Greenbrier to sell or close 8 facilities; others under review

Greenbrier to sell or close 8 facilities; others under review

The aggressive consolidation of the Greenbrier Cos. continues.

CEO Bill Furman on Tuesday announced that the company will close or sell eight of its wheels, repair and parts facilities, eliminating a drag on the segment's gross margin of about 100 basis points and freeing up $25 million in capital for the segment.

In addition, another six"underperforming" facilities from the same unit are targeted for operational improvements to boost profitability and reduce capital deployment. Those facilities could eventually be closed or sold as well if performance benchmarks are not met.

Lake Oswego-based Greenbrier (NYSE: GBX) operates 38 wheels, repair and parts facilities in the U.S. and Mexico. In a news release, the company said the 14 plants that are targeted for sale, closure or improvements employ 600 people and generate annual revenue of about $105 million. The company did not identify where the targeted plants are located or the exact number of job losses that will result.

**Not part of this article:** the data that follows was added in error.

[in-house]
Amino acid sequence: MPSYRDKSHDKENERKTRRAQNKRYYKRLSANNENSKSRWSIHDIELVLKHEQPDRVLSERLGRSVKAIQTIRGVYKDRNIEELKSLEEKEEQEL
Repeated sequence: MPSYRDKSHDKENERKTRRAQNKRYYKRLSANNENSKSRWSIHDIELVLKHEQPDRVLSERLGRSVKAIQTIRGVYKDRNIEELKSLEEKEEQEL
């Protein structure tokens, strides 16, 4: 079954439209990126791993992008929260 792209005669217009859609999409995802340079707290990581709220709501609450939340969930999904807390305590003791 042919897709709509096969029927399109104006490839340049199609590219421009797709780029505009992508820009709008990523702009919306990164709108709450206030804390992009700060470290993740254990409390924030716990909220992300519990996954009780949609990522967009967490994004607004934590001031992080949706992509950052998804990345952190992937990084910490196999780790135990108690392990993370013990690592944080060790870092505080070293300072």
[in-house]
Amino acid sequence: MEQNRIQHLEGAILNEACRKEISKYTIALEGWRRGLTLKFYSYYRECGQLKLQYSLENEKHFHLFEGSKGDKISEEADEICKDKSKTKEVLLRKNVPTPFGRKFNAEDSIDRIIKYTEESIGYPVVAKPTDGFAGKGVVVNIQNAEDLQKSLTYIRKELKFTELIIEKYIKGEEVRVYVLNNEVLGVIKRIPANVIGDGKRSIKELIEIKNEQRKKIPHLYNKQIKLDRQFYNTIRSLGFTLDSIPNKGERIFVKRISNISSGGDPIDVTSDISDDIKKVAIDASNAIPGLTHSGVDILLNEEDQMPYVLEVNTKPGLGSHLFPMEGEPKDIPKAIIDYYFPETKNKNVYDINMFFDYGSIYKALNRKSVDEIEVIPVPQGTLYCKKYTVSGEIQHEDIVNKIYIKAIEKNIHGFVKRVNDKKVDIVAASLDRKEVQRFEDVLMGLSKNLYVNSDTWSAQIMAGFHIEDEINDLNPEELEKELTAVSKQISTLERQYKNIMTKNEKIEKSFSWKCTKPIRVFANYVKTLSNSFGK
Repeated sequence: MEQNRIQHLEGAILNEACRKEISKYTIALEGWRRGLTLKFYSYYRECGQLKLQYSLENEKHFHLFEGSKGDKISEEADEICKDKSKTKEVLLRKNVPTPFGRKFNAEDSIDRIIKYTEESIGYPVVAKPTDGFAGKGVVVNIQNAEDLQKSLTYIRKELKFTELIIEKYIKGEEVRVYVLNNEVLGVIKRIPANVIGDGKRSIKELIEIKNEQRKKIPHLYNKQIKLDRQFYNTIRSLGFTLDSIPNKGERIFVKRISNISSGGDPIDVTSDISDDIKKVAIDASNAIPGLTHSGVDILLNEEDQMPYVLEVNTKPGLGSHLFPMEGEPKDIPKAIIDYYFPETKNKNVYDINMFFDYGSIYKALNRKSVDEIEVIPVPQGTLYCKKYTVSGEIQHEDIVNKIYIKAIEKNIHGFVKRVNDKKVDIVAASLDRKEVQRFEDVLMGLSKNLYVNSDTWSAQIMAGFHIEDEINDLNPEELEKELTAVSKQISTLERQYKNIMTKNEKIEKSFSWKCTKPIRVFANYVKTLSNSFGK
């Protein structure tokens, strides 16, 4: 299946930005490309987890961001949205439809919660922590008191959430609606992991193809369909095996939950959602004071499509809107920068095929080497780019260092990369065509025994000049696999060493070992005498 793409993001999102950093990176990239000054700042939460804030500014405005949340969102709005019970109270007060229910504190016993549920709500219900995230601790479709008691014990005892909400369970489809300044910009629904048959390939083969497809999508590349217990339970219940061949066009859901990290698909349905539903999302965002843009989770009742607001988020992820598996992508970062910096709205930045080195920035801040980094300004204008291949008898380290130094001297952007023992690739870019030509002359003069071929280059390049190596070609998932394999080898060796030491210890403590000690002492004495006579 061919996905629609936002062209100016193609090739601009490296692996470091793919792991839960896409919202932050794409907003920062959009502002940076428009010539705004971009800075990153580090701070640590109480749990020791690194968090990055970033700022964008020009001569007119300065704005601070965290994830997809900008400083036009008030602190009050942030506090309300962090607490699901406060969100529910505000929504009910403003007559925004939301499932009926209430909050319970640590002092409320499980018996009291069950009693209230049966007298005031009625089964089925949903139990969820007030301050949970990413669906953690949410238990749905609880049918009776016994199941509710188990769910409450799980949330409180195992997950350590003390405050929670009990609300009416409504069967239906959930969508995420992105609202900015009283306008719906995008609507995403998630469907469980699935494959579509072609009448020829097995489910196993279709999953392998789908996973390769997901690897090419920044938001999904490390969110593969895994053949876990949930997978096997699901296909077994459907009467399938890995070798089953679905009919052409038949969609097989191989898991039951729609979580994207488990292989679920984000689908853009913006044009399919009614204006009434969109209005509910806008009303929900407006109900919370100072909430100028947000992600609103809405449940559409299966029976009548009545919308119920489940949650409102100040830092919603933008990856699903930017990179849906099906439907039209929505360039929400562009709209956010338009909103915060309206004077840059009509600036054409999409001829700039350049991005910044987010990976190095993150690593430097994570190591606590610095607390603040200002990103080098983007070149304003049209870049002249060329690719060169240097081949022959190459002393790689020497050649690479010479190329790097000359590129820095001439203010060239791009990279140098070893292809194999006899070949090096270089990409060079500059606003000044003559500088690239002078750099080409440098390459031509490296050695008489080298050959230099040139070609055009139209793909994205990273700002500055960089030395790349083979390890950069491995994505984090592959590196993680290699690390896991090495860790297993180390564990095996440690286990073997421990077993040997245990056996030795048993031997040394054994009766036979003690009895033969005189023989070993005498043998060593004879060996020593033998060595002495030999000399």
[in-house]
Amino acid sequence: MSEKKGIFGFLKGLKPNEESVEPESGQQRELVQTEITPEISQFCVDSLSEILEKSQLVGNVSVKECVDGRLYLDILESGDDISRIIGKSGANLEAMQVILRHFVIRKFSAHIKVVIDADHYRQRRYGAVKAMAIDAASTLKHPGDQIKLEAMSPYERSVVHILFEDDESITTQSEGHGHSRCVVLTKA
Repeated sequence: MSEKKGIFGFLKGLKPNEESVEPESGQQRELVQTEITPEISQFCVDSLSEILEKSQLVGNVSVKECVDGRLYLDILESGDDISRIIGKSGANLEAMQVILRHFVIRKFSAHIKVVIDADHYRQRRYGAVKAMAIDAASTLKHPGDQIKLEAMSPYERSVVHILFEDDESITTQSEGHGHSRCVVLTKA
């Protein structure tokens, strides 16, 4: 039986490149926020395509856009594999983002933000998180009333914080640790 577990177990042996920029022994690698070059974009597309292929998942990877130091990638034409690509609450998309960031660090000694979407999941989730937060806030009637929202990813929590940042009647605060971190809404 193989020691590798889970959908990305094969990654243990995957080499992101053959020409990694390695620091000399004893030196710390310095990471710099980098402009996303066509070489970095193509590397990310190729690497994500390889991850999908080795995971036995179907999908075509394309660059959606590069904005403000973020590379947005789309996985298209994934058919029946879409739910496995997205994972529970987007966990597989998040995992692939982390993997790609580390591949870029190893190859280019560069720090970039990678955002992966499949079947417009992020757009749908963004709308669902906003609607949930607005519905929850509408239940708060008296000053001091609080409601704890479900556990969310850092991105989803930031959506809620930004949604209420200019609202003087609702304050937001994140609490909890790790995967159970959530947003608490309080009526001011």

The news was released in conjunction with Greenbrier's third-quarter results. The company reported revenue of $433.7 million, compared to $423.2 million for the previous quarter, and earnings of $15.7 million, or 50 cents a share, compared to $13.8 million in the second quarter.

This is the latest round of cuts in Greenbrier's previously announced strategy to enhance return on investment and increase shareholder value. In April, Furman announced plans to lay off more than 200 workers at the company's Gunderson LLC plant.

Greenbrier expects to incur pre-tax restructuring charges related to the wheels, repair and parts initiatives of about $3 million to $5 million over the next two to three quarters.

The company also announced that two new executives will co-lead the unit. William Glenn, who joined Greenbrier in 2007, will oversee the repair and parts operation, while Rick Turner, who previously led the business, will oversee the wheels operation.

They replace Timothy Stuckey, who retired on June 30 as president of Greenbrier Rail Services.

The Portland Business Journal is a KATU News partner.